By Ian Simpson

WASHINGTON (Reuters) - New York Yankees pitcher Andy Pettitte, a key witness against former teammate Roger Clemens in his perjury trial for alleged use of performance-enhancing drugs, testified on Tuesday that Clemens had been his longtime friend and mentor.

Pettitte is one of the most anticipated witnesses in trial of Clemens, charged with lying to Congress in 2008. Both Yankee aces had worked with the same personal trainer, Brian McNamee, another important figure in the case.

Pettitte has admitted using human growth hormones in 2002 and 2004. He also testified to a congressional committee that Clemens told him in 1999 or 2000 and then again in 2005 that he had used human growth hormones. Clemens told the panel that while Pettitte was a close friend, he "misremembers" the conversations.

"We hit it off immediately" after Clemens was traded to the Yankees from the Toronto Blue Jays in 1999, Pettitte, 39, told jurors. "We had the same agent so we had a connection there ... It was a good situation."

Under questioning from prosecutor Steven Durham, Pettitte said he had considered Clemens a mentor and would go to him for advice.

Asked if he had affection for Clemens, Pettitte said, "Yes," all along not looking at his former teammate.

Clemens, 49, a seven-time winner of the Cy Young award, baseball's highest annual honor for a pitcher, watched Pettitte without emotion, sitting forward in his seat at the defense table.

Pettitte and Clemens, both high school stars in Texas, both stars with the Yankees and Houston Astros, worked out together during the off season and often acknowledged their close relationship over the years.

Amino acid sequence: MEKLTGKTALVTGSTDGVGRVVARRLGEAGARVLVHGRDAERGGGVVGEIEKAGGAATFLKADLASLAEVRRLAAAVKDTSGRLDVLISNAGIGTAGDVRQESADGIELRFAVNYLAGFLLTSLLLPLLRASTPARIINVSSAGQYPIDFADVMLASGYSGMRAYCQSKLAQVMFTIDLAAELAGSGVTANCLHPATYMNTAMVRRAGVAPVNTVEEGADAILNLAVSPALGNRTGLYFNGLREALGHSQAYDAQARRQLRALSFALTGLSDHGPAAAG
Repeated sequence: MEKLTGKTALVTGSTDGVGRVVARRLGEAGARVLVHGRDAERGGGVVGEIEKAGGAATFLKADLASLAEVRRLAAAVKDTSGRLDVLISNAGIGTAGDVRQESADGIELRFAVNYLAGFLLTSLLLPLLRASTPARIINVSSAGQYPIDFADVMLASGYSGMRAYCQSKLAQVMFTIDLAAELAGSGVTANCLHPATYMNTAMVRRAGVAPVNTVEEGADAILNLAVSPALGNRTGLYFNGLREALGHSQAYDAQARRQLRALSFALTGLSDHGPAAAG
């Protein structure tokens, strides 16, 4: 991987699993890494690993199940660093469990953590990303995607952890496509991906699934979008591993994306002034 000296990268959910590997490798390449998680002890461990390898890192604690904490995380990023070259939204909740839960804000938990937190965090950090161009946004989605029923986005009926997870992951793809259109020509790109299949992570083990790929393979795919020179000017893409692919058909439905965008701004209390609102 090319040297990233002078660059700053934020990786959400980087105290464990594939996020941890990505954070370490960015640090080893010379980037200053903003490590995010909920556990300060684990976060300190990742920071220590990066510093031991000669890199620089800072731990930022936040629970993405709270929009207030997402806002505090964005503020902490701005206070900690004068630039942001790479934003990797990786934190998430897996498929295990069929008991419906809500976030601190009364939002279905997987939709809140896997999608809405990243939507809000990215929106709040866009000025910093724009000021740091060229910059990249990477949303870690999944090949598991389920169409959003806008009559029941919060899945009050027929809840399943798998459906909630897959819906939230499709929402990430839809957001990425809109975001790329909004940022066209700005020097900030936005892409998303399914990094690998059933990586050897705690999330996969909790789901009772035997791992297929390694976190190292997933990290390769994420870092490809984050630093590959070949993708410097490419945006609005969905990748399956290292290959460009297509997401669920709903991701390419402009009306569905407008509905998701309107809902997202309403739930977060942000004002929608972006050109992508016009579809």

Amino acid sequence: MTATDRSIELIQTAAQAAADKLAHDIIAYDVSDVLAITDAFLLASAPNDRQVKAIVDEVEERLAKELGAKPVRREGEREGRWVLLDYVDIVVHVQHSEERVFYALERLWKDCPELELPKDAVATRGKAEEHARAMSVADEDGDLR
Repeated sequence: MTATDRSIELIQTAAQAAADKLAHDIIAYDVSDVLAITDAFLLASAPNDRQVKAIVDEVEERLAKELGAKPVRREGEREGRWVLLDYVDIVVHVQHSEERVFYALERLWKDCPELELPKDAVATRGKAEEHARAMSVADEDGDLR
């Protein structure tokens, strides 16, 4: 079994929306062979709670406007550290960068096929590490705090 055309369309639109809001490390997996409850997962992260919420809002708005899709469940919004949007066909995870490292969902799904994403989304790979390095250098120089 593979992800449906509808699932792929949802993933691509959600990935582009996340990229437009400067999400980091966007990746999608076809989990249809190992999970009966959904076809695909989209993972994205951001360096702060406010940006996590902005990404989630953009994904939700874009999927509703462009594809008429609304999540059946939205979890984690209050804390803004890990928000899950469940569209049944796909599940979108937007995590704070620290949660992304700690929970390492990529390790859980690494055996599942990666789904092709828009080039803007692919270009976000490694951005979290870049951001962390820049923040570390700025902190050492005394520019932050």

Pettitte, the second witness in the case, was something of a surprise since prosecutors have not disclosed the order of appearance of their witnesses.

Clemens is being tried for a second time on federal charges of lying to the House of Representatives Committee on Oversight and Government Reform in 2008 about whether he used anabolic steroids and human growth hormone. The panel was investigating drug use in Major League baseball.

The trial of Clemens is expected to last about six weeks.

Clemens first went on trial last July, but Judge Reggie Walton declared a mistrial because prosecutors showed jurors a video clip that included material he had banned from the case unless it was raised by Clemens' defense team.

Pettitte has come out of retirement to bolster the Yankees' pitching staff and is playing his way back into shape with a Yankee farm club.

Pettitte took the stand after Hardin, Clemens' attorney, finished questioning the first witness, former Oversight Committee chief of staff Phil Barnett.

Barnett said he had had "serious doubts" about the accuracy of Clemens' deposition before the panel on his use of human growth hormone.

(Editing by Paul Thomasch and Philip Barbara)